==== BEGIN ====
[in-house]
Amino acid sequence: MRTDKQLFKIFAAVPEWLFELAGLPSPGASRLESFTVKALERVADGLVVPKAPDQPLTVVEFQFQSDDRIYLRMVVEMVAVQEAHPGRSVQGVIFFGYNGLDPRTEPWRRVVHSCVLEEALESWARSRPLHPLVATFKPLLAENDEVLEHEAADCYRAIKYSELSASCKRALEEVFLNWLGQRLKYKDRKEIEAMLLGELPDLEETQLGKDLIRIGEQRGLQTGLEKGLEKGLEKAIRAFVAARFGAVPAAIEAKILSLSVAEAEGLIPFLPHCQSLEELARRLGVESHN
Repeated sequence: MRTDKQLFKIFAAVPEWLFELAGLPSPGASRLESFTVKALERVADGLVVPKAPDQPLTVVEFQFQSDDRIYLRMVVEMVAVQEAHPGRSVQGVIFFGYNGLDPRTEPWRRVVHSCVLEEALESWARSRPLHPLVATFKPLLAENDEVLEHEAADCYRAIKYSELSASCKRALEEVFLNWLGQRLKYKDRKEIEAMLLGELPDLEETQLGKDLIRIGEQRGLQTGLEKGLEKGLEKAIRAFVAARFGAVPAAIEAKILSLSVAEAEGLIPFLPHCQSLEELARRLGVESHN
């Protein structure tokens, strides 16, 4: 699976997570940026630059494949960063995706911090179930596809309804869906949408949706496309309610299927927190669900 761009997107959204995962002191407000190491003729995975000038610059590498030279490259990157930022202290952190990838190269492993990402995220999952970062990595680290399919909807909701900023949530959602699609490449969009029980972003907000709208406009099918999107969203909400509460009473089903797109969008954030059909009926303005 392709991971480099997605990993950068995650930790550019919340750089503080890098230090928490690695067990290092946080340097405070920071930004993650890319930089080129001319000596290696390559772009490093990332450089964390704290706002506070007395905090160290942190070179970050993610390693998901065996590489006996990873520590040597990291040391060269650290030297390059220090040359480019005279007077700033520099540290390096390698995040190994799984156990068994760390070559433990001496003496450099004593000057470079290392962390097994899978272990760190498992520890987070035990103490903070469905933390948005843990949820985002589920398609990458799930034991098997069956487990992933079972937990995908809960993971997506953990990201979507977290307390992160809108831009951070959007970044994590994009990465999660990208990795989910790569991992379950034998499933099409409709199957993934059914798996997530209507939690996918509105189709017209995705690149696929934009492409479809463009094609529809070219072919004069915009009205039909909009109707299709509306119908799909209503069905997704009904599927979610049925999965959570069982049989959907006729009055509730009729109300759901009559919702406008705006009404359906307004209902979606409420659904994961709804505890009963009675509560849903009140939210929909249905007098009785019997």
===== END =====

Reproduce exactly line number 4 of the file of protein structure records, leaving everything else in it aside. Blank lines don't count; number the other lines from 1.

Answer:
């Protein structure tokens, strides 16, 4: 699976997570940026630059494949960063995706911090179930596809309804869906949408949706496309309610299927927190669900 761009997107959204995962002191407000190491003729995975000038610059590498030279490259990157930022202290952190990838190269492993990402995220999952970062990595680290399919909807909701900023949530959602699609490449969009029980972003907000709208406009099918999107969203909400509460009473089903797109969008954030059909009926303005 392709991971480099997605990993950068995650930790550019919340750089503080890098230090928490690695067990290092946080340097405070920071930004993650890319930089080129001319000596290696390559772009490093990332450089964390704290706002506070007395905090160290942190070179970050993610390693998901065996590489006996990873520590040597990291040391060269650290030297390059220090040359480019005279007077700033520099540290390096390698995040190994799984156990068994760390070559433990001496003496450099004593000057470079290392962390097994899978272990760190498992520890987070035990103490903070469905933390948005843990949820985002589920398609990458799930034991098997069956487990992933079972937990995908809960993971997506953990990201979507977290307390992160809108831009951070959007970044994590994009990465999660990208990795989910790569991992379950034998499933099409409709199957993934059914798996997530209507939690996918509105189709017209995705690149696929934009492409479809463009094609529809070219072919004069915009009205039909909009109707299709509306119908799909209503069905997704009904599927979610049925999965959570069982049989959907006729009055509730009729109300759901009559919702406008705006009404359906307004209902979606409420659904994961709804505890009963009675509560849903009140939210929909249905007098009785019997």